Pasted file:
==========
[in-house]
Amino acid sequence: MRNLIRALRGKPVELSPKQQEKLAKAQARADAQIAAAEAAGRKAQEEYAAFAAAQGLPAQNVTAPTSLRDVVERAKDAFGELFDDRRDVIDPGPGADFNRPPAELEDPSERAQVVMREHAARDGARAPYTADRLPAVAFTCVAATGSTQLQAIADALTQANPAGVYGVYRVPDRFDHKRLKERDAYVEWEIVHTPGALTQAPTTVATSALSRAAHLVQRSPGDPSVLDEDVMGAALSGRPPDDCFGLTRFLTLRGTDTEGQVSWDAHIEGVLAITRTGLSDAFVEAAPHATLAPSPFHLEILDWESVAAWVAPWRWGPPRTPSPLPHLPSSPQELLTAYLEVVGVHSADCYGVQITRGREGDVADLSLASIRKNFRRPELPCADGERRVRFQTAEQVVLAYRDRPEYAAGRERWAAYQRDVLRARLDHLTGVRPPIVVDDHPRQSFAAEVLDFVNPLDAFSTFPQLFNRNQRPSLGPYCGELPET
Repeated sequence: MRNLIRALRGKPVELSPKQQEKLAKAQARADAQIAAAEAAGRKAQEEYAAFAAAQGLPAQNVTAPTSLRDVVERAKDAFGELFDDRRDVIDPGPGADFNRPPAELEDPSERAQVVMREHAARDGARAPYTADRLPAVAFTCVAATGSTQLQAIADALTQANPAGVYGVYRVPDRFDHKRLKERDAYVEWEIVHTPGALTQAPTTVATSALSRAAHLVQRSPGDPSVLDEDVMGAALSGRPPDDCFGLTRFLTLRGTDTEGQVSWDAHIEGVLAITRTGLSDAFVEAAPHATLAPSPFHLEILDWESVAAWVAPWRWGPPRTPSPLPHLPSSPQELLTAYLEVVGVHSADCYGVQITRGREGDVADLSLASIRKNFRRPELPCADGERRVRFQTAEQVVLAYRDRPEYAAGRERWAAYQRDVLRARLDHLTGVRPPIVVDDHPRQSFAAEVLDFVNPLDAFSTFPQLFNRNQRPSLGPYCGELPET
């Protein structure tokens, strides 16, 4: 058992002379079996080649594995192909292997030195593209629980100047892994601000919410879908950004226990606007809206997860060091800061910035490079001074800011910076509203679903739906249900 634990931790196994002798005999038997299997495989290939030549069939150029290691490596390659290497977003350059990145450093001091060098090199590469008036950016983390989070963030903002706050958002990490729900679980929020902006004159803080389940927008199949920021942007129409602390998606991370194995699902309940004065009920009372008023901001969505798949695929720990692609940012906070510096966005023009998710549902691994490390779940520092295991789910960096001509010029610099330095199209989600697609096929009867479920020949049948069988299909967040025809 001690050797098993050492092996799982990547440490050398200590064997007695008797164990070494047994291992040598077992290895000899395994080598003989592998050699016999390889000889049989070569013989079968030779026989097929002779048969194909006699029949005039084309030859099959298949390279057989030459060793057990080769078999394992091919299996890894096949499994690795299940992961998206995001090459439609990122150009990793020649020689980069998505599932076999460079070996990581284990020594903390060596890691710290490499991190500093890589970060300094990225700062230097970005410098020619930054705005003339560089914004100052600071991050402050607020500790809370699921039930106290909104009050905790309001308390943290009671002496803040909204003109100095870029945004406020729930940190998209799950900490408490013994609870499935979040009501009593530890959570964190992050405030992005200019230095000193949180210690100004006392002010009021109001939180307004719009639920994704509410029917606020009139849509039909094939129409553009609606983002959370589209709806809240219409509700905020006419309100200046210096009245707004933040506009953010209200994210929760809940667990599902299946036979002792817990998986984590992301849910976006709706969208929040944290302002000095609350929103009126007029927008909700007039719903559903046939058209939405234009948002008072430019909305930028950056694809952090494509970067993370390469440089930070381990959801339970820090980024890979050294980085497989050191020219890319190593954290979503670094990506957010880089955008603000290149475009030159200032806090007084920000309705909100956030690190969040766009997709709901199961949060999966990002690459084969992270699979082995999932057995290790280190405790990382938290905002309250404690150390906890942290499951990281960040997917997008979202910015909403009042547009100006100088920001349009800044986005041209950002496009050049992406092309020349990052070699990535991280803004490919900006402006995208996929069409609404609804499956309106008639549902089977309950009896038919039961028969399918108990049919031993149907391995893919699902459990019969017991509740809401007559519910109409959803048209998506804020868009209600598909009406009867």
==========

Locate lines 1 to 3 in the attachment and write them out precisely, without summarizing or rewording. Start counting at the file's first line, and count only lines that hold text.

[in-house]
Amino acid sequence: MRNLIRALRGKPVELSPKQQEKLAKAQARADAQIAAAEAAGRKAQEEYAAFAAAQGLPAQNVTAPTSLRDVVERAKDAFGELFDDRRDVIDPGPGADFNRPPAELEDPSERAQVVMREHAARDGARAPYTADRLPAVAFTCVAATGSTQLQAIADALTQANPAGVYGVYRVPDRFDHKRLKERDAYVEWEIVHTPGALTQAPTTVATSALSRAAHLVQRSPGDPSVLDEDVMGAALSGRPPDDCFGLTRFLTLRGTDTEGQVSWDAHIEGVLAITRTGLSDAFVEAAPHATLAPSPFHLEILDWESVAAWVAPWRWGPPRTPSPLPHLPSSPQELLTAYLEVVGVHSADCYGVQITRGREGDVADLSLASIRKNFRRPELPCADGERRVRFQTAEQVVLAYRDRPEYAAGRERWAAYQRDVLRARLDHLTGVRPPIVVDDHPRQSFAAEVLDFVNPLDAFSTFPQLFNRNQRPSLGPYCGELPET
Repeated sequence: MRNLIRALRGKPVELSPKQQEKLAKAQARADAQIAAAEAAGRKAQEEYAAFAAAQGLPAQNVTAPTSLRDVVERAKDAFGELFDDRRDVIDPGPGADFNRPPAELEDPSERAQVVMREHAARDGARAPYTADRLPAVAFTCVAATGSTQLQAIADALTQANPAGVYGVYRVPDRFDHKRLKERDAYVEWEIVHTPGALTQAPTTVATSALSRAAHLVQRSPGDPSVLDEDVMGAALSGRPPDDCFGLTRFLTLRGTDTEGQVSWDAHIEGVLAITRTGLSDAFVEAAPHATLAPSPFHLEILDWESVAAWVAPWRWGPPRTPSPLPHLPSSPQELLTAYLEVVGVHSADCYGVQITRGREGDVADLSLASIRKNFRRPELPCADGERRVRFQTAEQVVLAYRDRPEYAAGRERWAAYQRDVLRARLDHLTGVRPPIVVDDHPRQSFAAEVLDFVNPLDAFSTFPQLFNRNQRPSLGPYCGELPET